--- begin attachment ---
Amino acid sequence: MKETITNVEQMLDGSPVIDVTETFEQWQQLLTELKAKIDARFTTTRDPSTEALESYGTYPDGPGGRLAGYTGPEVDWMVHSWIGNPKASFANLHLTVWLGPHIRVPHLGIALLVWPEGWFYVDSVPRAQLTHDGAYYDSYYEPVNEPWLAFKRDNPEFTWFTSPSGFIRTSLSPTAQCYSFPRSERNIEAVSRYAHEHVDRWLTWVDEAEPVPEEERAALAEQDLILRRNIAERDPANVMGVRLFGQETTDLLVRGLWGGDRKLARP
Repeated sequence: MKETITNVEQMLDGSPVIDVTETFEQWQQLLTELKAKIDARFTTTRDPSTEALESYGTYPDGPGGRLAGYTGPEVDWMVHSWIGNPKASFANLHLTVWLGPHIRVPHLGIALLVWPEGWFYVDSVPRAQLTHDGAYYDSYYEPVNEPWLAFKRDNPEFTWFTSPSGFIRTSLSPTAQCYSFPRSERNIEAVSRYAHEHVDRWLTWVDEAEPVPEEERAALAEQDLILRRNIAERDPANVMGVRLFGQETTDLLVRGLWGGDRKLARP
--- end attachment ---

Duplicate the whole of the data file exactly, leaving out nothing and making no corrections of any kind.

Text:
Amino acid sequence: MKETITNVEQMLDGSPVIDVTETFEQWQQLLTELKAKIDARFTTTRDPSTEALESYGTYPDGPGGRLAGYTGPEVDWMVHSWIGNPKASFANLHLTVWLGPHIRVPHLGIALLVWPEGWFYVDSVPRAQLTHDGAYYDSYYEPVNEPWLAFKRDNPEFTWFTSPSGFIRTSLSPTAQCYSFPRSERNIEAVSRYAHEHVDRWLTWVDEAEPVPEEERAALAEQDLILRRNIAERDPANVMGVRLFGQETTDLLVRGLWGGDRKLARP
Repeated sequence: MKETITNVEQMLDGSPVIDVTETFEQWQQLLTELKAKIDARFTTTRDPSTEALESYGTYPDGPGGRLAGYTGPEVDWMVHSWIGNPKASFANLHLTVWLGPHIRVPHLGIALLVWPEGWFYVDSVPRAQLTHDGAYYDSYYEPVNEPWLAFKRDNPEFTWFTSPSGFIRTSLSPTAQCYSFPRSERNIEAVSRYAHEHVDRWLTWVDEAEPVPEEERAALAEQDLILRRNIAERDPANVMGVRLFGQETTDLLVRGLWGGDRKLARP